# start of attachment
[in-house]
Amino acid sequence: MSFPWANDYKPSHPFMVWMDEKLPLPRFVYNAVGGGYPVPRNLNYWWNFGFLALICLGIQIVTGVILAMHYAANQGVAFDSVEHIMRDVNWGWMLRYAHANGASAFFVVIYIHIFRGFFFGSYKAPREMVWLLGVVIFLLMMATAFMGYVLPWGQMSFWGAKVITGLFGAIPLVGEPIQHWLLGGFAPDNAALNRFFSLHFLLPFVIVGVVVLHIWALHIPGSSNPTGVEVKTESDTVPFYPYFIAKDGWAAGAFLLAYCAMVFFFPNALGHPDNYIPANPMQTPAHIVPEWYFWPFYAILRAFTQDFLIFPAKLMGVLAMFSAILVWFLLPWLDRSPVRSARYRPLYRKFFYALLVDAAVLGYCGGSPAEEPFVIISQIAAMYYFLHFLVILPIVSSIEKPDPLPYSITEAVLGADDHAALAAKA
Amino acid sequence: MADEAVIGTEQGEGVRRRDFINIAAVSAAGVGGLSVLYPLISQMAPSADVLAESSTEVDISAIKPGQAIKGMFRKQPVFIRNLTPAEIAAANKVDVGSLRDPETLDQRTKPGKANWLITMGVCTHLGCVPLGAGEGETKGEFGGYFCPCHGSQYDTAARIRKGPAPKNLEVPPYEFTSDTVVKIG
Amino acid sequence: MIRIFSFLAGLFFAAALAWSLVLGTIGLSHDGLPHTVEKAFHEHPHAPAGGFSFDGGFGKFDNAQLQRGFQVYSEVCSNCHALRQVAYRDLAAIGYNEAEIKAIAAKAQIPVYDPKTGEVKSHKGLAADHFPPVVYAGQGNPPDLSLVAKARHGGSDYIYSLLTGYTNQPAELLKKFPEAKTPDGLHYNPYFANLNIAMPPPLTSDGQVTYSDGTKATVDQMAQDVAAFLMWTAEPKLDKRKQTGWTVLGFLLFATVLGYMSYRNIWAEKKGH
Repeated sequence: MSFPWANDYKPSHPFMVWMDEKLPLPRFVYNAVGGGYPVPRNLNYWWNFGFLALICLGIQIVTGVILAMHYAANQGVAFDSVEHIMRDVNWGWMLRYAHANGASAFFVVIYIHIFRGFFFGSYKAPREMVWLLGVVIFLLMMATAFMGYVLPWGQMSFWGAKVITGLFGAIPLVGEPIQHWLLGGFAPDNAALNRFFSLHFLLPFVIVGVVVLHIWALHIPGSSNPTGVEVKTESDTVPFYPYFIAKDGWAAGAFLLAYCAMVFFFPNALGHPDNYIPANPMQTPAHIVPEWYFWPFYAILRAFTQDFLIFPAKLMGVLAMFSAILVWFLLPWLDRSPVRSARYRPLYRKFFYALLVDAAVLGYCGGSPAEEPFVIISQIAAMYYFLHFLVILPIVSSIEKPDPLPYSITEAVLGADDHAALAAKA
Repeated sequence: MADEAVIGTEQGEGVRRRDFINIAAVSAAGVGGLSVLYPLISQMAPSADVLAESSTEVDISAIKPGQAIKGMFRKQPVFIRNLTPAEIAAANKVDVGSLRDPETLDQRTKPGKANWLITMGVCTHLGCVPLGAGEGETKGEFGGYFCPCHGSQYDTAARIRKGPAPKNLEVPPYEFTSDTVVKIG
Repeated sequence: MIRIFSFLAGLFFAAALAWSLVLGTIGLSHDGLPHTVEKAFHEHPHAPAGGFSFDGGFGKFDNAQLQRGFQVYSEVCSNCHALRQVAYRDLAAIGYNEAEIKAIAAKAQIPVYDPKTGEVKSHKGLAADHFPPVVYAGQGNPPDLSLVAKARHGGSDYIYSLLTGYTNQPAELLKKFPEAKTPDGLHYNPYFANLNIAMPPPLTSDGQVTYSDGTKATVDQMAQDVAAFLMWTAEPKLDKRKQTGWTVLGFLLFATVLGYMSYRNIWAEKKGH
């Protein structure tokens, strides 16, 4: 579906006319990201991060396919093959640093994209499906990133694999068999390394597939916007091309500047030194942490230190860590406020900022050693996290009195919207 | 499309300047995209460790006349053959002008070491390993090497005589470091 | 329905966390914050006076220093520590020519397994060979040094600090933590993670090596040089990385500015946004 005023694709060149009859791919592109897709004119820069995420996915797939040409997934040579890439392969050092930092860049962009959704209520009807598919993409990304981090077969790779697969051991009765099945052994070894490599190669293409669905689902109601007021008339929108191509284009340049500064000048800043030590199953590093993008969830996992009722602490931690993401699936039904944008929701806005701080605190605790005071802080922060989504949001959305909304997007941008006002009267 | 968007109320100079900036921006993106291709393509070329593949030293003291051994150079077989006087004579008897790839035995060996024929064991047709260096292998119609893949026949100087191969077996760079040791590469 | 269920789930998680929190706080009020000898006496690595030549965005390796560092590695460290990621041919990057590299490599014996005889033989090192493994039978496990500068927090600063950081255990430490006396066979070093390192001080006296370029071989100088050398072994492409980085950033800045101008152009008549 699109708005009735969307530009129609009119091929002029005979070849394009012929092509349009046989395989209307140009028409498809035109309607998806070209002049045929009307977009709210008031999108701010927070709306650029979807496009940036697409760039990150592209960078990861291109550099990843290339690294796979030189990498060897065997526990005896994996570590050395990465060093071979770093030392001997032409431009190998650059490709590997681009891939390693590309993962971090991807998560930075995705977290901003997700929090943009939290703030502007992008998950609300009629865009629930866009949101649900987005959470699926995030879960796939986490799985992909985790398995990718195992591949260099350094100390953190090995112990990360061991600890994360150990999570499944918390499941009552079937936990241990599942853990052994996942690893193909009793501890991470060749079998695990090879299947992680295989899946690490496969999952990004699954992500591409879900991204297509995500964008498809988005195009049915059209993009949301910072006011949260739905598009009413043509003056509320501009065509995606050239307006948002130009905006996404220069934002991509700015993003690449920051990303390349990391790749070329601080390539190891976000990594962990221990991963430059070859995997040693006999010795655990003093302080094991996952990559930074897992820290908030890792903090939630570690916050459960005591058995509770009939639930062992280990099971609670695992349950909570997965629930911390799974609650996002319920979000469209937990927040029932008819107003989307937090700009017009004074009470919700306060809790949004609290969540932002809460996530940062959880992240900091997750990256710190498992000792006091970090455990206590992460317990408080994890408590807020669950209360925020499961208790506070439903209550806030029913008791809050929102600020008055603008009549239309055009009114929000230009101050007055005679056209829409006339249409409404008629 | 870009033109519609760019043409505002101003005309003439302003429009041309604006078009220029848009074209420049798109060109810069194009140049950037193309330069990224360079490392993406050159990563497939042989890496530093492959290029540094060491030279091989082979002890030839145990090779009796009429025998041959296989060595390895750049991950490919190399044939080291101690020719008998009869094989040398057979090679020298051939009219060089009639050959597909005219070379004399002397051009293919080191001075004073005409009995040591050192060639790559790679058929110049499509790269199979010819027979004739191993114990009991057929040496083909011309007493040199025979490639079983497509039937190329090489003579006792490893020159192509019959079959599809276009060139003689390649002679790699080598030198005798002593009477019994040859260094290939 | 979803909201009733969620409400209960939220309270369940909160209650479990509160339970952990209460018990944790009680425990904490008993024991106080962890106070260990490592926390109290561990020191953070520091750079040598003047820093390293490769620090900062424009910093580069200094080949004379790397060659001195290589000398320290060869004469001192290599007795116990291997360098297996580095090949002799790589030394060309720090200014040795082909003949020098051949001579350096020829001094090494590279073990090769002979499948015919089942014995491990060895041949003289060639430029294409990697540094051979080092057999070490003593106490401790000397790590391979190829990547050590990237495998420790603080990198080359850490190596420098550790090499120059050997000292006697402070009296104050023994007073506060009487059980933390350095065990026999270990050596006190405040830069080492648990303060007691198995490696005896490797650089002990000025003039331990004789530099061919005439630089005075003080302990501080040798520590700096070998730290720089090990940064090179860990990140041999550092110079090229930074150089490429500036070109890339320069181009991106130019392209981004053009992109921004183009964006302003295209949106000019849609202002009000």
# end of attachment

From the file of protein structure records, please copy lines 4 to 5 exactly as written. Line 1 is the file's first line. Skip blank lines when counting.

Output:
Amino acid sequence: MIRIFSFLAGLFFAAALAWSLVLGTIGLSHDGLPHTVEKAFHEHPHAPAGGFSFDGGFGKFDNAQLQRGFQVYSEVCSNCHALRQVAYRDLAAIGYNEAEIKAIAAKAQIPVYDPKTGEVKSHKGLAADHFPPVVYAGQGNPPDLSLVAKARHGGSDYIYSLLTGYTNQPAELLKKFPEAKTPDGLHYNPYFANLNIAMPPPLTSDGQVTYSDGTKATVDQMAQDVAAFLMWTAEPKLDKRKQTGWTVLGFLLFATVLGYMSYRNIWAEKKGH
Repeated sequence: MSFPWANDYKPSHPFMVWMDEKLPLPRFVYNAVGGGYPVPRNLNYWWNFGFLALICLGIQIVTGVILAMHYAANQGVAFDSVEHIMRDVNWGWMLRYAHANGASAFFVVIYIHIFRGFFFGSYKAPREMVWLLGVVIFLLMMATAFMGYVLPWGQMSFWGAKVITGLFGAIPLVGEPIQHWLLGGFAPDNAALNRFFSLHFLLPFVIVGVVVLHIWALHIPGSSNPTGVEVKTESDTVPFYPYFIAKDGWAAGAFLLAYCAMVFFFPNALGHPDNYIPANPMQTPAHIVPEWYFWPFYAILRAFTQDFLIFPAKLMGVLAMFSAILVWFLLPWLDRSPVRSARYRPLYRKFFYALLVDAAVLGYCGGSPAEEPFVIISQIAAMYYFLHFLVILPIVSSIEKPDPLPYSITEAVLGADDHAALAAKA